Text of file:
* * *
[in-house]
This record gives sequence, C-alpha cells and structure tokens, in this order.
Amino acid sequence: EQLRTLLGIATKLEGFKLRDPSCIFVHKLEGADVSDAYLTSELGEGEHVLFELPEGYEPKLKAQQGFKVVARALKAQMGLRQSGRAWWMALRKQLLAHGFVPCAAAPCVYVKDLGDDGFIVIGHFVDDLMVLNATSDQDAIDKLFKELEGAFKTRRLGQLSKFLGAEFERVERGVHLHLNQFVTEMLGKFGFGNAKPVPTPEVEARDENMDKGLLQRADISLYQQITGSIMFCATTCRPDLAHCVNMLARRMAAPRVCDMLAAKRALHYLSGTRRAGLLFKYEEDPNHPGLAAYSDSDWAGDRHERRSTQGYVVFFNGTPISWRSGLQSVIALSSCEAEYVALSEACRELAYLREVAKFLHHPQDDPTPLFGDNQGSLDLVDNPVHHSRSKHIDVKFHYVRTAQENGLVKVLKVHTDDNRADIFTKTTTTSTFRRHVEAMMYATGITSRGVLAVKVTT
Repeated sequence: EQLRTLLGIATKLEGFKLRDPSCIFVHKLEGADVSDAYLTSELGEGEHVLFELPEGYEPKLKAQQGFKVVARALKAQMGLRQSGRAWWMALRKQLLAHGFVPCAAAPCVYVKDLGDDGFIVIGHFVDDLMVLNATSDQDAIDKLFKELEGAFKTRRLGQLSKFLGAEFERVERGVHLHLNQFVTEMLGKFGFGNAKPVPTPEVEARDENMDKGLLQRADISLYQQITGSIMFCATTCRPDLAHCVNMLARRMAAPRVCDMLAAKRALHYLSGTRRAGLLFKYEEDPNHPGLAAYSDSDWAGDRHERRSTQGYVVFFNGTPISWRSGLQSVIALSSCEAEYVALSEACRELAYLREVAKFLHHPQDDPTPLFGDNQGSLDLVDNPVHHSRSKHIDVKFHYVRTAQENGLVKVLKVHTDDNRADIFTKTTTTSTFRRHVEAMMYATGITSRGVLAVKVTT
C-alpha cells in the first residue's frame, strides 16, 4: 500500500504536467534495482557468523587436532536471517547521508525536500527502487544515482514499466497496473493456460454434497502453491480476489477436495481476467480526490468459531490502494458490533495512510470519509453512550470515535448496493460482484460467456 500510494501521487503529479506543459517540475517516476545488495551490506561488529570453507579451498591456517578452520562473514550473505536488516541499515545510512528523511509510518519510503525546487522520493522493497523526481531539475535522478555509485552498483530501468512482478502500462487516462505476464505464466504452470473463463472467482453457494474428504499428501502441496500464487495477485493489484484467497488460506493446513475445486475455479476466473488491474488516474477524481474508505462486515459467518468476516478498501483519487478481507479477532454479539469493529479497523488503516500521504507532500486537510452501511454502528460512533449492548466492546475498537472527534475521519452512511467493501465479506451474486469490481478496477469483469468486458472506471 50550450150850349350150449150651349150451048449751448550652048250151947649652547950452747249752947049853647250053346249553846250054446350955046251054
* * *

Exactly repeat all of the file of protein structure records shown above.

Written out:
[in-house]
This record gives sequence, C-alpha cells and structure tokens, in this order.
Amino acid sequence: EQLRTLLGIATKLEGFKLRDPSCIFVHKLEGADVSDAYLTSELGEGEHVLFELPEGYEPKLKAQQGFKVVARALKAQMGLRQSGRAWWMALRKQLLAHGFVPCAAAPCVYVKDLGDDGFIVIGHFVDDLMVLNATSDQDAIDKLFKELEGAFKTRRLGQLSKFLGAEFERVERGVHLHLNQFVTEMLGKFGFGNAKPVPTPEVEARDENMDKGLLQRADISLYQQITGSIMFCATTCRPDLAHCVNMLARRMAAPRVCDMLAAKRALHYLSGTRRAGLLFKYEEDPNHPGLAAYSDSDWAGDRHERRSTQGYVVFFNGTPISWRSGLQSVIALSSCEAEYVALSEACRELAYLREVAKFLHHPQDDPTPLFGDNQGSLDLVDNPVHHSRSKHIDVKFHYVRTAQENGLVKVLKVHTDDNRADIFTKTTTTSTFRRHVEAMMYATGITSRGVLAVKVTT
Repeated sequence: EQLRTLLGIATKLEGFKLRDPSCIFVHKLEGADVSDAYLTSELGEGEHVLFELPEGYEPKLKAQQGFKVVARALKAQMGLRQSGRAWWMALRKQLLAHGFVPCAAAPCVYVKDLGDDGFIVIGHFVDDLMVLNATSDQDAIDKLFKELEGAFKTRRLGQLSKFLGAEFERVERGVHLHLNQFVTEMLGKFGFGNAKPVPTPEVEARDENMDKGLLQRADISLYQQITGSIMFCATTCRPDLAHCVNMLARRMAAPRVCDMLAAKRALHYLSGTRRAGLLFKYEEDPNHPGLAAYSDSDWAGDRHERRSTQGYVVFFNGTPISWRSGLQSVIALSSCEAEYVALSEACRELAYLREVAKFLHHPQDDPTPLFGDNQGSLDLVDNPVHHSRSKHIDVKFHYVRTAQENGLVKVLKVHTDDNRADIFTKTTTTSTFRRHVEAMMYATGITSRGVLAVKVTT
C-alpha cells in the first residue's frame, strides 16, 4: 500500500504536467534495482557468523587436532536471517547521508525536500527502487544515482514499466497496473493456460454434497502453491480476489477436495481476467480526490468459531490502494458490533495512510470519509453512550470515535448496493460482484460467456 500510494501521487503529479506543459517540475517516476545488495551490506561488529570453507579451498591456517578452520562473514550473505536488516541499515545510512528523511509510518519510503525546487522520493522493497523526481531539475535522478555509485552498483530501468512482478502500462487516462505476464505464466504452470473463463472467482453457494474428504499428501502441496500464487495477485493489484484467497488460506493446513475445486475455479476466473488491474488516474477524481474508505462486515459467518468476516478498501483519487478481507479477532454479539469493529479497523488503516500521504507532500486537510452501511454502528460512533449492548466492546475498537472527534475521519452512511467493501465479506451474486469490481478496477469483469468486458472506471 50550450150850349350150449150651349150451048449751448550652048250151947649652547950452747249752947049853647250053346249553846250054446350955046251054